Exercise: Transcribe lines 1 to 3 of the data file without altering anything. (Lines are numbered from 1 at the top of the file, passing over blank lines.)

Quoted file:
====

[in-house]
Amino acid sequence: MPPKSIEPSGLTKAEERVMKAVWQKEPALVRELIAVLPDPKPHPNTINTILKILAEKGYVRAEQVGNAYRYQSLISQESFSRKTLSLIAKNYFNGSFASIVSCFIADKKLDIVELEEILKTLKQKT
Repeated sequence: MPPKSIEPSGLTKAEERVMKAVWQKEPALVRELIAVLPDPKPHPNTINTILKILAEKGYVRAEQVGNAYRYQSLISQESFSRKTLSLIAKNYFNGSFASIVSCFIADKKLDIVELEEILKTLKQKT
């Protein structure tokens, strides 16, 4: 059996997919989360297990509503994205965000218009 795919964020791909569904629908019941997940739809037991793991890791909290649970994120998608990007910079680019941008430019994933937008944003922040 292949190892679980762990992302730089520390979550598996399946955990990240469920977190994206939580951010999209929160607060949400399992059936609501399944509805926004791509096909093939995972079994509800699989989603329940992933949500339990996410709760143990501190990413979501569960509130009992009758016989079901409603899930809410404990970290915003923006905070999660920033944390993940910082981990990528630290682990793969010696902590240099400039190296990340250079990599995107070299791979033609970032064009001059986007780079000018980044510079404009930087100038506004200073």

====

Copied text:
[in-house]
Amino acid sequence: MPPKSIEPSGLTKAEERVMKAVWQKEPALVRELIAVLPDPKPHPNTINTILKILAEKGYVRAEQVGNAYRYQSLISQESFSRKTLSLIAKNYFNGSFASIVSCFIADKKLDIVELEEILKTLKQKT
Repeated sequence: MPPKSIEPSGLTKAEERVMKAVWQKEPALVRELIAVLPDPKPHPNTINTILKILAEKGYVRAEQVGNAYRYQSLISQESFSRKTLSLIAKNYFNGSFASIVSCFIADKKLDIVELEEILKTLKQKT